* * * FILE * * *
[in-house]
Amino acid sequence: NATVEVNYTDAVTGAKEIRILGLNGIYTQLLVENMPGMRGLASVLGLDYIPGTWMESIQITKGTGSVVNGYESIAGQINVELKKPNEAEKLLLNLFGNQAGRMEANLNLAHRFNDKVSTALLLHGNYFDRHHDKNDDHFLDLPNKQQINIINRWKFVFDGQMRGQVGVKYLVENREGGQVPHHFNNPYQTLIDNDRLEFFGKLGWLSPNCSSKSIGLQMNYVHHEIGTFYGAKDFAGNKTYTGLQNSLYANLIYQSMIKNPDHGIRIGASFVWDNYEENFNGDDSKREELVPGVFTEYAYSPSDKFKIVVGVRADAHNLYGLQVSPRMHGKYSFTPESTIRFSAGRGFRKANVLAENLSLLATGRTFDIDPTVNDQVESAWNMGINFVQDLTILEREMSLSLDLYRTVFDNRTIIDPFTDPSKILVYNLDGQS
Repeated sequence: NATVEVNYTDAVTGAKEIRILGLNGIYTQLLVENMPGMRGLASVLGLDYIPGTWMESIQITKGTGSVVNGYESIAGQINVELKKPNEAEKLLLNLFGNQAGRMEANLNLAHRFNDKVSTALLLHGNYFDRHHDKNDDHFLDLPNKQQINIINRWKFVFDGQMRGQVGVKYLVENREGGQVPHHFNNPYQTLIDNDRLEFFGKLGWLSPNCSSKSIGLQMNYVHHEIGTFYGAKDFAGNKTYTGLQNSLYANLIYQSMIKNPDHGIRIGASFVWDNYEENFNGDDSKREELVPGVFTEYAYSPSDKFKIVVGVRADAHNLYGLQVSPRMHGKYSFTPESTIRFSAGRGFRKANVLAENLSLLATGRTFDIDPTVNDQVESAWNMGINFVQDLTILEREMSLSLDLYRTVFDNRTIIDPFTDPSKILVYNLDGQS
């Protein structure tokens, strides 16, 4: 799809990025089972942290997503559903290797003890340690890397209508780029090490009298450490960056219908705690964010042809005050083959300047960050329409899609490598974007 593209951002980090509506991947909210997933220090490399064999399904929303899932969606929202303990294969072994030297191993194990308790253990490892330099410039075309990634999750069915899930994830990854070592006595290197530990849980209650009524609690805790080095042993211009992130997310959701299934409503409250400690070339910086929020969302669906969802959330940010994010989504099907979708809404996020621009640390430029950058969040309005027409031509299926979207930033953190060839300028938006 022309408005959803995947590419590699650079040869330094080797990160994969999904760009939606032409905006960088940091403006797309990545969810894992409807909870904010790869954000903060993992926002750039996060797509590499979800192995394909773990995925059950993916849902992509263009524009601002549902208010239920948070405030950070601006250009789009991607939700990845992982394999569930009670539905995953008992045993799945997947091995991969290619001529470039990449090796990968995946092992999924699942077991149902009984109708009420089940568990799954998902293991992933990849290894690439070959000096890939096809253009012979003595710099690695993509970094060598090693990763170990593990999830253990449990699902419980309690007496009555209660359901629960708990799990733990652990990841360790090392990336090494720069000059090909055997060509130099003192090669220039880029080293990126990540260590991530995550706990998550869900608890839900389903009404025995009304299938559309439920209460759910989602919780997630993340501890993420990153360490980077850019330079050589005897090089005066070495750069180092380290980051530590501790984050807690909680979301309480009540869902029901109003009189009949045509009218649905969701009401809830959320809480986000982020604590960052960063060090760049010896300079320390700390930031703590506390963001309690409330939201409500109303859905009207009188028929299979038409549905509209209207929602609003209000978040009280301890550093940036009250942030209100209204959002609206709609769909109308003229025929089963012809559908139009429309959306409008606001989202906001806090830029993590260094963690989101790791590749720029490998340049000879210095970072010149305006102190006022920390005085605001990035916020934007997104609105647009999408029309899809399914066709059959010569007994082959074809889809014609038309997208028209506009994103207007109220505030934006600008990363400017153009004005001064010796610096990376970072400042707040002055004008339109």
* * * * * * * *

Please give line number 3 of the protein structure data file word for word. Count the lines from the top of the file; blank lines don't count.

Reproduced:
Repeated sequence: NATVEVNYTDAVTGAKEIRILGLNGIYTQLLVENMPGMRGLASVLGLDYIPGTWMESIQITKGTGSVVNGYESIAGQINVELKKPNEAEKLLLNLFGNQAGRMEANLNLAHRFNDKVSTALLLHGNYFDRHHDKNDDHFLDLPNKQQINIINRWKFVFDGQMRGQVGVKYLVENREGGQVPHHFNNPYQTLIDNDRLEFFGKLGWLSPNCSSKSIGLQMNYVHHEIGTFYGAKDFAGNKTYTGLQNSLYANLIYQSMIKNPDHGIRIGASFVWDNYEENFNGDDSKREELVPGVFTEYAYSPSDKFKIVVGVRADAHNLYGLQVSPRMHGKYSFTPESTIRFSAGRGFRKANVLAENLSLLATGRTFDIDPTVNDQVESAWNMGINFVQDLTILEREMSLSLDLYRTVFDNRTIIDPFTDPSKILVYNLDGQS